Thanks for clarifying! In that case, you may want to consider the following ideas. There’s certainly still parts there that can be improved (suggestions or PRs welcome, of course!), but hopefully they’ll at least get you started…
If you’re already using Helm for other services and have found a way to handle sensitive input to Helm charts that you’re happy with, you may want to look at the lastest Spinnaker Helm chart, which uses Halyard internally.
Otherwise, you could:
- Keep your halconfig in a code repository, using password files rather than passwords to avoid leaking credentials
- A small number of Spinnaker account types don’t support password files as yet; that’s being worked on. A workaround for now is “patch” the halconfig just before it’s applied - see below
- Optionally, configure a build job to run on pull requests that runs “hal config” against the proposed halconfig, with (potentially dummy) password files at the locations referenced in halconfig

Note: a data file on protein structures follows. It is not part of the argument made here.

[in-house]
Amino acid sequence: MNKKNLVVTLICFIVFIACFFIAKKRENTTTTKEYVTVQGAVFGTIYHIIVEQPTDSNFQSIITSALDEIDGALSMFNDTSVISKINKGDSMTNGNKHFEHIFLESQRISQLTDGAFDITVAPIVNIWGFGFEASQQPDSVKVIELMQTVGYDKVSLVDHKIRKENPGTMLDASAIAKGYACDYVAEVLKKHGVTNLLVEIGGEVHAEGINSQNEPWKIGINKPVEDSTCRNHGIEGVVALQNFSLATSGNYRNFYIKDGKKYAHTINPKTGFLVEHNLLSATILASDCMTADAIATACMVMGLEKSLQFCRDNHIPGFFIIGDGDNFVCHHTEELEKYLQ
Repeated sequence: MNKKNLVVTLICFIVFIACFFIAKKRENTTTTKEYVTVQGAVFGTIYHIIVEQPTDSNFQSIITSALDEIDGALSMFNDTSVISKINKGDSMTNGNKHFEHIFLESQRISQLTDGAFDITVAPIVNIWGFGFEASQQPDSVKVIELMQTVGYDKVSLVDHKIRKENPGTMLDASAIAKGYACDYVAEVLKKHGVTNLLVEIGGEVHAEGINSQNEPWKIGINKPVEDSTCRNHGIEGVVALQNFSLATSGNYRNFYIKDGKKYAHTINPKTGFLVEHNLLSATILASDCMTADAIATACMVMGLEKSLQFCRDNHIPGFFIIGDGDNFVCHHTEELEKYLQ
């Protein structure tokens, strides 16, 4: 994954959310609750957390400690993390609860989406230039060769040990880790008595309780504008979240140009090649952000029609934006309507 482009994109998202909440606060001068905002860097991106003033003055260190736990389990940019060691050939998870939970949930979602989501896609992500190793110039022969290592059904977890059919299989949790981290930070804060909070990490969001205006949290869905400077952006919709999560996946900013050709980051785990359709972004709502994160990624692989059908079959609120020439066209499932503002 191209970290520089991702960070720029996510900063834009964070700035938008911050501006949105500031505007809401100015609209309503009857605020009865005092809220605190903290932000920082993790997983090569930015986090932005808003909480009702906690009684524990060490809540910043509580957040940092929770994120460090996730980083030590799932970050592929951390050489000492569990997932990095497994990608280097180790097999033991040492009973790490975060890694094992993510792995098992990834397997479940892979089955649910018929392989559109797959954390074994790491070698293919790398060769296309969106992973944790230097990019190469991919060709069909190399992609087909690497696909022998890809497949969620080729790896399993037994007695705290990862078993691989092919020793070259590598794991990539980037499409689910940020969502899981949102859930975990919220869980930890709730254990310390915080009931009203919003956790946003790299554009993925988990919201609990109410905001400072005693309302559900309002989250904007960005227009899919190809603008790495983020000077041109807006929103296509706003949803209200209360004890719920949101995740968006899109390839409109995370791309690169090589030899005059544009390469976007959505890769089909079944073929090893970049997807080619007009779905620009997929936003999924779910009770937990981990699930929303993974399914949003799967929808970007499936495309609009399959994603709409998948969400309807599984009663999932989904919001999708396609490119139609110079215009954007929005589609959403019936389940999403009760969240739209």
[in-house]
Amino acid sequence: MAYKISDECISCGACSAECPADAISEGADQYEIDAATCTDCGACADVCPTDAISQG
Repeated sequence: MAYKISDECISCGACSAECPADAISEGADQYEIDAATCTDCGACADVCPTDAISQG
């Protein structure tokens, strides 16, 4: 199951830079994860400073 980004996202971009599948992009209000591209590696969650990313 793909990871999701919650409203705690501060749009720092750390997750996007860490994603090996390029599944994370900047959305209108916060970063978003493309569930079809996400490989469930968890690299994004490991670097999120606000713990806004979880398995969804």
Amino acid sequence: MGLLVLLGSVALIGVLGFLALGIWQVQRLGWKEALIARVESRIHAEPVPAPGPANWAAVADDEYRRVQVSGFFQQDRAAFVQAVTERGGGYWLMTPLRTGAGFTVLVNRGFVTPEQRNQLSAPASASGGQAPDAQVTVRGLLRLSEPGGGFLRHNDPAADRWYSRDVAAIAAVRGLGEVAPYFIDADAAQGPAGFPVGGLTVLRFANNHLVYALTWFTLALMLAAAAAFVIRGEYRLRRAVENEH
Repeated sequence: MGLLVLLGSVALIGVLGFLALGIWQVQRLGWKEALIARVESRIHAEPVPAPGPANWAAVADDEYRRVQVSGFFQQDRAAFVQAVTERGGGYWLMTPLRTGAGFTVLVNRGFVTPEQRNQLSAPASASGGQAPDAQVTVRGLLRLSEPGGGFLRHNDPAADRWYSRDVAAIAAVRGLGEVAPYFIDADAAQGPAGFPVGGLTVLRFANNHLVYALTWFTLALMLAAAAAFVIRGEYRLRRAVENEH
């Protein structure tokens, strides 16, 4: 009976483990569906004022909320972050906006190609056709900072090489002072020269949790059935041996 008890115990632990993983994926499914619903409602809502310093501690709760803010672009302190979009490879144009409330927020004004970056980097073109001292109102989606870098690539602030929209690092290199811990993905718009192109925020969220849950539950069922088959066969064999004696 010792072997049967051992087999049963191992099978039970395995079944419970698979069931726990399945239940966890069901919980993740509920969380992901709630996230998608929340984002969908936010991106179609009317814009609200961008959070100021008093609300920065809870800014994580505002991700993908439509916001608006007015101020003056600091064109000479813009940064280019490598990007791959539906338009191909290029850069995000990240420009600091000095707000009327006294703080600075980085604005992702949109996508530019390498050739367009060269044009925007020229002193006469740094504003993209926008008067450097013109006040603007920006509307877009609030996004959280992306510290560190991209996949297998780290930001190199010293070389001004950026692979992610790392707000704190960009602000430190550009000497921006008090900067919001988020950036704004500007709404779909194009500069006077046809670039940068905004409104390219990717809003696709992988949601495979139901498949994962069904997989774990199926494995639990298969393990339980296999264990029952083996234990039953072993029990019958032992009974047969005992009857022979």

- On merge to master, a build job runs “hal deploy apply” using the updated halconfig, this time using password files containing the correct values, mounted at the locations referenced in the halconfig
- You may still want to consider making a backup TAR of the halconfig after it’s successfully applied, since that archive is not dependent on any external files (such as the password files) and is thus slightly safer for emergency restores and audit purposes. The backup should be stored in a locked-down location.
- The repository containing your halconfig could also include definitions of Applications, or other configuration items in Spinnaker that are part of your standard setup
- You can use the spin CLI to create or update these in the same build job that runs on merge to master, after “hal deploy apply”
- If you’re using Fiat, we recommend that you create a robot account for this, store its credentials in a password file as for Halyard, and mount this file as “~/.spin/config” when running the build job